Radeon DRM: Dynamic Power Management Updates
The DRM pull request has yet to be submitted for the Linux 3.11 kernel and already there is another revision to the Radeon DRM kernel driver to be submitted. This latest Radeon DRM work provides additional dynamic power management fixes and some new sysfs features.
For open-source AMD Linux desktop users, the Linux 3.11 kernel is going to be spectacular as it finally brings Radeon dynamic power management support. While not yet enabled by default (the radeon.dpm=1 module parameter is needed for now), this finally provides dynamic re-clocking (like PowerPlay) so that GPUs can dynamically adjust their clock speeds and voltages based upon load. This is also good for APUs and newer GPUs so that the hardware can ramp up to its designated frequencies rather than being stuck to their boot frequencies.
Anyhow, on Friday AMD's Alex Deucher sent in another revised Radeon DRM driver. This revised code for the DRM subsystem in the Linux 3.11 kernel provides some dynamic power management fixes. The nine fixes include setting default clock speeds for AMD Radeon HD 7000 "Southern Islands" graphics processors when dynamic power management is enabled, support for 3D performance states on older GPUs, and adding in support for forcing performance levels.
Debugging entries were already added to an earlier revision for finding out the current power management state. With today's code, The new sysfs support allows forcing specific power levels within a power state. The forceable options allow for values of "auto" for all levels being enabled, "low" for forcing the lowest power level, and "high" for forcing the highest power level.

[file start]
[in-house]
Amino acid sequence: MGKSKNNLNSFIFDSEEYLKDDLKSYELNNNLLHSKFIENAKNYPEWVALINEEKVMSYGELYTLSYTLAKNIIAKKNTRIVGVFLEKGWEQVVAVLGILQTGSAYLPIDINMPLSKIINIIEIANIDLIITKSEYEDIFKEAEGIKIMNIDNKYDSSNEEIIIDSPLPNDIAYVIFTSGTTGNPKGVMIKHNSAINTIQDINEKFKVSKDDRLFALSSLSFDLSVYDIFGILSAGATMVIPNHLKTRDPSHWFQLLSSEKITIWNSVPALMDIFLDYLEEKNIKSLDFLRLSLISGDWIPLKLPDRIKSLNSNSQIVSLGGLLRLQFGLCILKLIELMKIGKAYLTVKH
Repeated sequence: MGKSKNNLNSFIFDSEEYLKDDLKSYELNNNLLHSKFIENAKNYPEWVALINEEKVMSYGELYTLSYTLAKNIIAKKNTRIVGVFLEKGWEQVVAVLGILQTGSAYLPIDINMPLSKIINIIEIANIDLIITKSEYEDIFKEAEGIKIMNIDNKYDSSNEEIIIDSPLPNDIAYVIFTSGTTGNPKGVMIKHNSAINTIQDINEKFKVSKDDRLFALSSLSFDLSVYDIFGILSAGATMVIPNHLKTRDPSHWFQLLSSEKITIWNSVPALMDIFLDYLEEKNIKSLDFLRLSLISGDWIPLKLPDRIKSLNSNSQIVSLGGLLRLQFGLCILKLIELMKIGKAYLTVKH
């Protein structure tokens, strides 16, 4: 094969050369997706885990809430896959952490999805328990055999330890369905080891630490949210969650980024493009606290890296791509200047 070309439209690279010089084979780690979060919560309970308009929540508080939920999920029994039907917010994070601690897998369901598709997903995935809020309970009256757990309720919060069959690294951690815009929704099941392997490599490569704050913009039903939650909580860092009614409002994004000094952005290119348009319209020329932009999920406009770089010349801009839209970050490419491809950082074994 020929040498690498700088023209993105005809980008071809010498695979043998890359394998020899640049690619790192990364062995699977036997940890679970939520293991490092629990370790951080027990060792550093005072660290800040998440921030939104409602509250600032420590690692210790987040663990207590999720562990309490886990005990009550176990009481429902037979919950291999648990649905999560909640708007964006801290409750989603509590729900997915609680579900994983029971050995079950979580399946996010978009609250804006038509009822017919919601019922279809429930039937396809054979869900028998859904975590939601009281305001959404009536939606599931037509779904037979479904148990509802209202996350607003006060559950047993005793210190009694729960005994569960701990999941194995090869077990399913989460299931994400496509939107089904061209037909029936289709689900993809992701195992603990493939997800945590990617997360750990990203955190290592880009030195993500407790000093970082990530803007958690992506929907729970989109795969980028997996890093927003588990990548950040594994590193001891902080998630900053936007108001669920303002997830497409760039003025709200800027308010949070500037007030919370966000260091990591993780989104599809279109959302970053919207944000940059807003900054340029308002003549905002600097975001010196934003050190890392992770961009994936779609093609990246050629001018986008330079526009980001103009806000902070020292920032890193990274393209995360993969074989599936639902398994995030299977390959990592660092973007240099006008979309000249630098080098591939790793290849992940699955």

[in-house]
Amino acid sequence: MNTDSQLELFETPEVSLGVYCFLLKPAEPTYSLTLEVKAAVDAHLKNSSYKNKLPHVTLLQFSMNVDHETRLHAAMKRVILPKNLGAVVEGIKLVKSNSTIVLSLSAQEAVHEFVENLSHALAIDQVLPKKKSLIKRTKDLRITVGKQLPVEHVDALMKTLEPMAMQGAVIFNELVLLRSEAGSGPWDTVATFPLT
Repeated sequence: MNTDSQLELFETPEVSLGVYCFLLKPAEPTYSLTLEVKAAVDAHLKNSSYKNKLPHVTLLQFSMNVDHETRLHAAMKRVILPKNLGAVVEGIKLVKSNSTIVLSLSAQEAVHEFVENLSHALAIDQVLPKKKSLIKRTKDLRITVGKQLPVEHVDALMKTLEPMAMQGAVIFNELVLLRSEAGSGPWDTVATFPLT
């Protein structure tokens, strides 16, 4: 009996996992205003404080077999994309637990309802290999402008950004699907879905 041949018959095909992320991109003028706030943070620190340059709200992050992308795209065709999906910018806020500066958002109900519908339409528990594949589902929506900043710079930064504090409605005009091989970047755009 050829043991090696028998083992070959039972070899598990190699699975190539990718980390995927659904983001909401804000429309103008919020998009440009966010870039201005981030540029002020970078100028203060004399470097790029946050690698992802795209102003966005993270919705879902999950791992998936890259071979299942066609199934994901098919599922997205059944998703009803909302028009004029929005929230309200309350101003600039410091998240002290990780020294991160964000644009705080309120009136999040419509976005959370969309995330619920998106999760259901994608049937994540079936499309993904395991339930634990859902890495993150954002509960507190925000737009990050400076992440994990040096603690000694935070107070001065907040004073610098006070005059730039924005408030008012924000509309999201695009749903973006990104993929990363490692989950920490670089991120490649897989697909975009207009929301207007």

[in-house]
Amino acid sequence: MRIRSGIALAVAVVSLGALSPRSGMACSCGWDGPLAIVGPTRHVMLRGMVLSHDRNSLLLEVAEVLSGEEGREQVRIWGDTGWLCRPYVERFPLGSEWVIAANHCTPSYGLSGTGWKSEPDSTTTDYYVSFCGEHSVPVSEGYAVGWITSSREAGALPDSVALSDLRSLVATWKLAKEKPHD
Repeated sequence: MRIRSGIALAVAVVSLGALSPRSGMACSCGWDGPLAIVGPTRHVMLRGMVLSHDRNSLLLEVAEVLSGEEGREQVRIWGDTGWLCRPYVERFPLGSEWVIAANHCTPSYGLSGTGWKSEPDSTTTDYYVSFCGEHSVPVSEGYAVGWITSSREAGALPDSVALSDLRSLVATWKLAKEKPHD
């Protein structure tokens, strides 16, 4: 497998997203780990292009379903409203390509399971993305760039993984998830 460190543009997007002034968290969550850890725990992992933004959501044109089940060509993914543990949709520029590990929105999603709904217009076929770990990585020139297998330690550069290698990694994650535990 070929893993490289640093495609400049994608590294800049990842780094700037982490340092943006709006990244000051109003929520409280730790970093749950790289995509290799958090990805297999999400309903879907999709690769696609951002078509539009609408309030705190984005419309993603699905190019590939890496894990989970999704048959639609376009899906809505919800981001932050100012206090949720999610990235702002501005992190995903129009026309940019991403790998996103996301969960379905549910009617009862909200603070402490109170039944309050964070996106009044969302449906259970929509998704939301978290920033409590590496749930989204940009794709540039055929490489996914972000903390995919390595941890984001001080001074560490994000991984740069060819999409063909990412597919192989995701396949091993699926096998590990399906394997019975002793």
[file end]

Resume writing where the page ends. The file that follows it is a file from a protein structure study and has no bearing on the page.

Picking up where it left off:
In terms of the 3D performance states for older GPUs, Deucher's commit message explains:
Certain older rv770 asics have both a performance and a 3D performance state rather than just multiple performance levels in the state power state. The current code would select the performance state rather than the 3D performance state when the "performance" profile was selected. This change switches to the "balanced" profile by default which ends up being the internal performance profile. When the user selects the "performance" profile, it selects the internal 3D performance state so the user can select the higher performance modes.
More details on these latesr Radeon DRM DPM fixes can be found via this mailing list message or browsing Radeon's drm-next-3.11.
Once Linux 3.11-rc1 is out, Radeon Dynamic Power Management benchmarks will begin at Phoronix.
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